>> It is an accomplishment if you get your basic project setupped in 2 weeks

More like two hours if you absolutely cluless.

- It is very hard to make popular libraries work together

Not an issue.

- 1/3 of the popular libraries are not well maintained, there are no docs and maintainers do not reply to PRs

Not an issue.

- It is hard to use latest GHC versions because of the previous problem

Not an issue.

- It is hard to get additional devs

Same. Few F# devs out there.

- Compile times are ok-ayish but can be a pain

Not an issue.

- There is no good IDE and refactoring

Not an issue (VS, VS Code, and a few dozen others)

I know it is not as strict as Haskell but we have really a good time so far.

I've definitely also found that getting a project nicely setup can be a challenge in Haskell. That said, I don't see that as a huge weakness from a "pick an ecosystem for writing a production app" point of view. 2 weeks is peanuts in the grand scheme of things and it's a task that you will likely be doing exactly once, so optimising for it has very diminishing returns.

That is only true if you know you're going to be working on something for a long time. But if you're taking the lean/fail fast approach, it isn't something you can know ahead of time.

I'm not sure where you got the second point from, certainly in my experience it hasn't been a bit issue with Haskell.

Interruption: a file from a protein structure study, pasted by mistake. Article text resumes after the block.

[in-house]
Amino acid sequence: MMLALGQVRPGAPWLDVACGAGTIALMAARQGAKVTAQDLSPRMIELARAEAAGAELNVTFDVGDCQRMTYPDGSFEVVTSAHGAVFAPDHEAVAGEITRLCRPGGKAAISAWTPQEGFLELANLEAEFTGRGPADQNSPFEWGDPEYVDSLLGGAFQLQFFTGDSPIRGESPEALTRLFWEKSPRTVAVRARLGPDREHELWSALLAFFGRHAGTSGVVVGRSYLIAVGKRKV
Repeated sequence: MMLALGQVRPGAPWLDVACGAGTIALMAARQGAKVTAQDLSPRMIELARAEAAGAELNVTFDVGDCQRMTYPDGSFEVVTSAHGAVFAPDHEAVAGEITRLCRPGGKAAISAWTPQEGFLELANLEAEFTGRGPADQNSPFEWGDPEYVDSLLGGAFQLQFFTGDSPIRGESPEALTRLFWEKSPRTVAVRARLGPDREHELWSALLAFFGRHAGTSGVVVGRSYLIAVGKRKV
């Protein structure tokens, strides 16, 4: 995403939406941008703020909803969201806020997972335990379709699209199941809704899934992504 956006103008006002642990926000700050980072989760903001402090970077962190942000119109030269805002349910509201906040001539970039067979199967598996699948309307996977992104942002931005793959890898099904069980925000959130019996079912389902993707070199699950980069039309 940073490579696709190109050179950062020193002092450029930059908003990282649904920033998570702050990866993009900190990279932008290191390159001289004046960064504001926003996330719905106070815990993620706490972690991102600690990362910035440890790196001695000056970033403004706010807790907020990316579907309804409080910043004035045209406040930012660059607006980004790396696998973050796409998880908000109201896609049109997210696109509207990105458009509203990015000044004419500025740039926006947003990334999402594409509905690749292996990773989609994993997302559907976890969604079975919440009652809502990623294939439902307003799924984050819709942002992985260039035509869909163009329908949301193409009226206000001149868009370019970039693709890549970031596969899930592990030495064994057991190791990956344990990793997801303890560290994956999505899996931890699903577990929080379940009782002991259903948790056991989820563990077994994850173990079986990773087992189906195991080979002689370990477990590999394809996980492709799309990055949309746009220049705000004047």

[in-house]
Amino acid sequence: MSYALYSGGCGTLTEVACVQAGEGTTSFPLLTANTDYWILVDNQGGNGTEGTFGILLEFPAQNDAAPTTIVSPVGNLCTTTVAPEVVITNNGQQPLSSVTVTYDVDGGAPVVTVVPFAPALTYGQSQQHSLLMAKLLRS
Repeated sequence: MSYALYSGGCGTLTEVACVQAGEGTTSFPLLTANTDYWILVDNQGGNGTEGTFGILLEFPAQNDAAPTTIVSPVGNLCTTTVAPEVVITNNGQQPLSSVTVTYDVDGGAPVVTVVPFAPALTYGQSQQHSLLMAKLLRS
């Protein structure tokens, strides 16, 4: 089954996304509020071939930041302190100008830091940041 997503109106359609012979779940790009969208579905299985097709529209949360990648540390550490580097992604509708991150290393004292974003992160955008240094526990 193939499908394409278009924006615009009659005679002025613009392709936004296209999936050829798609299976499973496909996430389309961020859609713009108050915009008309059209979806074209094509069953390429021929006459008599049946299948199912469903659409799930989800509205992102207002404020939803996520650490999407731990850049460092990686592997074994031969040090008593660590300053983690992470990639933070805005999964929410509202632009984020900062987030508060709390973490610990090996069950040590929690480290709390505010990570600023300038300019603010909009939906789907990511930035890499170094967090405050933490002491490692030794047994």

The third point is the same with just about every ecosystem in my experience, there are libraries written by big open source contributing companies which are completely dead as far as maintenance. I've even been bitten _this week_ by a JS library which is dead in the water.

For someone new to the language, pretty good I would say.

What scares me about Haskell is that it seems even people who used it extensively for a while call themselves "intermediate", and still find themselves in Haskell-shaped holes.

If something breaks and I need to fix it now, I don't want to be fighting with a language that says, "no-o, no shortcuts, use a proper monad", or takes years to master to that level.

Maybe I'm just missing the point.

What you see is the result of the fact Haskell gives you expressiveness to build anything from a shed to a bridge or a sky scraper and people who adopt Haskell are curious by nature and thus go as deep as possible and try to build a small house taking air currents and earthquakes into the equation.

Servant is very complex by itself. It's hard to tell at what scale it pays off. But it gives you more safety than other solutions.

I would love to have the OP on my team, because they have the ambition to build reliable software and I can compromise with them. It's hard to compromise the other way around.